spatial error probit models 592–3

spatial interdependence 22–3, 598

and general theoretical model of 573–4

and institutional diffusion 571

and policy innovation diffusion 571

and range of effects 571–2

and strategic interdependence 574

spatial lag models:

and estimation 580–2

spatial maximum likelihood 585–6

spatial OLS 582–3

spatial‐2SLS and spatial‐GMM 583–5

and spatial analysis 577

spatial lag probit models 590–2

spline functions 542

stability, and equilibria 87–8

Stable Unit Treatment Value Assumption (SUTVA) 15

stationary data, and time‐series cross‐sectional (TSCS) methods 478–9

statistical conclusion validity 344

statistical inference 320

and Bayesian approach to 495–7

and causal inference 320

and descriptive inference 17

and mechanisms 320

and quantitative research 324–5

strategic interdependence 573–4

stratification, and experiments 375–6

strikes, and typology of 165

*Structural Equation Modeling: A Multidisciplinary Journal*135

structural equation models 10, 19, 432–3, 452–3

and categorical and discrete responses 443–4

application 448–51

estimation 447–8

generalized linear model formulation 446

identification 447

implied moments 446–7

latent response formulation 444–5

and characteristics of 432–3

and common measurement practices 178

with continuous responses 433–43

exogenous x form 436

full information estimators 439–40

identification 438–9

implied moment matrices 436–8

limited information estimators 440–1

model estimation 439

model fit 441–2

model specification and assumptions 433–6

respecification 442–3

and multilevel models 451–2

structural prediction, and ecological inference 562–4

structure, and construction/evaluation of concepts and measures 98–103

subfields, and meta‐methodology 49

substitution patterns, and discrete choice methods 524–7

sufficient conditions, and comparative research 724

summer programs in quantitative methods 797

and continuing demand for 805–8

and curriculum 804–5

and development of 798–804

survey methodology 385, 400

and data collection 16–17

and fieldwork choices 386

cross‐sectional surveys 389

mode of fieldwork 386

representation of space 387–8

representation of time 388–9

sampling 387–8

and measurement error 120–1

surveys 385

survival analysis 22, 530–1

and advantages of Cox models 534, 544

handling of proportional hazards assumption 536–9

handling tied data 539–40

reliable treatment of baseline hazard 534–6

and grown in use of 530

and illusory benefits of parametric models 540, 543–4

duration dependence 540–1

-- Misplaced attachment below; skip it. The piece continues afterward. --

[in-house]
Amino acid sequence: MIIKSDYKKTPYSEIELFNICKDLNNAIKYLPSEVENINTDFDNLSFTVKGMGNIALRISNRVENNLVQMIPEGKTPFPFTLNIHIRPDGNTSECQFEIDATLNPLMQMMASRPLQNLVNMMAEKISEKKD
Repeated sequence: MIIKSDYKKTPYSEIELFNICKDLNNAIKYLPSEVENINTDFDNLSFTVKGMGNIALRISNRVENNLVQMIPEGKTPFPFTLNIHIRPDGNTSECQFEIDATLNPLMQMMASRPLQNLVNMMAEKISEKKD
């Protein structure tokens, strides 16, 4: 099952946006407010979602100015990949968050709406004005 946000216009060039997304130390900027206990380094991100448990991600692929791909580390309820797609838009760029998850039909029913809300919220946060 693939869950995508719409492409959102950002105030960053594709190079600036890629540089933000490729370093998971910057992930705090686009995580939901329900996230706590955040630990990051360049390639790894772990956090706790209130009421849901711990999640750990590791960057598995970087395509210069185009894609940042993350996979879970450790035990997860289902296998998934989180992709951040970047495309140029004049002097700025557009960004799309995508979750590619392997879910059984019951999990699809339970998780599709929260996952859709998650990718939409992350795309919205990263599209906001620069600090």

flexible parametric models 542

forecasting 541–2

and methodological practice 543

and questions addressed by 530

tax competition 574

test theory model 9

test‐retest reliability 123

tetrad difference 200

textbooks 823

*Theory and Society*790

theory evaluation 633

three‐stage least squares 421–2

tied data, and Cox models 539–40

time‐constant covariates (TCCs), and survival analysis 532

time‐series analysis 470–1

and basic time‐series model 460

irregular components 462–3

moving average 460

seasonality 462

trends 461–2

and change 456

and dynamic nature of data 456

and history of 457–9

and measurement in dynamic setting 144–5

time‐series cross‐sectional (TSCS) methods 20–1

and applications 475

(p. 880)
and exploratory analysis 476–7

and growth of interest in 476

and heterogeneous units 482

assessing heterogeneity by cross‐validation 483–4

fixed effects 483

random coefficient models 484–6

and notation 477–8

time‐series regressions 469–70

and autocorrelation 20

and rise in causal thinking 13

and spurious relationships 20

Time‐Sharing Experiments in the Social Sciences (TESS) 348

Tobler's Law 572

trade dependency, and international conflict variables 101–2

traditions, and meta‐methodology 49

training:

trends, and time‐series models 461–2

truth tables:

and fuzzy‐set qualitative comparative analysis (fsQCA) 732

Turing machines 282

typical cases, and case selection 648–50

typologies 8–9, 152–3, 166

and construction of 158

concept and term selection 159–61

concept formation 158–9

ideal vs classificatory types 161–2

and descriptive 153

and explanatory 153

and guidelines for working with 167–8

underdetermination thesis 712–13

unit homogeneity, and matching methods 272

vacancy chains, and individual actions 328

vaccination 301–2

value change, and rise in causal thinking 6

variance, and measurement 122

variance decomposition 466

vector autoregression (VAR), and time‐series models 465–7

verification, and logical positivism 61

Vietnam War, and counterfactuals 640

voting:

and structural prediction 563–4

war, and typology of 165–6

*Western Political Quarterly*815

Wiley‐Wiley model, and measurement in dynamic setting 142–3

wishful thinking, and individual actions 326

women’s movements, and typologies 162

Yale Universit y 800